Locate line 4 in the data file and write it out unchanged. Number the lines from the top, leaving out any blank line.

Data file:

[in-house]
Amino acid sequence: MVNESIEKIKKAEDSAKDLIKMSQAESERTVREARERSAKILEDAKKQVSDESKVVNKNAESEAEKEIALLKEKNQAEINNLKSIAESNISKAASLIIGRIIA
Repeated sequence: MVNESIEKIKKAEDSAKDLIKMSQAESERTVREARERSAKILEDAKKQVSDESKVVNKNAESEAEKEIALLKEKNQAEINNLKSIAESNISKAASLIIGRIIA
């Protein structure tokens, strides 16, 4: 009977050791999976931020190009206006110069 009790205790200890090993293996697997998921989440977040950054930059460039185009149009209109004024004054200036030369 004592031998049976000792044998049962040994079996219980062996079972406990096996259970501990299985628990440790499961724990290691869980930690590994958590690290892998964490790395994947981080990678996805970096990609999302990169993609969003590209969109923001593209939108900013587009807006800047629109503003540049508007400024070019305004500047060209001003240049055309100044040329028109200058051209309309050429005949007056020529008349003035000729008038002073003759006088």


């Protein structure tokens, strides 16, 4: 009977050791999976931020190009206006110069 009790205790200890090993293996697997998921989440977040950054930059460039185009149009209109004024004054200036030369 004592031998049976000792044998049962040994079996219980062996079972406990096996259970501990299985628990440790499961724990290691869980930690590994958590690290892998964490790395994947981080990678996805970096990609999302990169993609969003590209969109923001593209939108900013587009807006800047629109503003540049508007400024070019305004500047060209001003240049055309100044040329028109200058051209309309050429005949007056020529008349003035000729008038002073003759006088």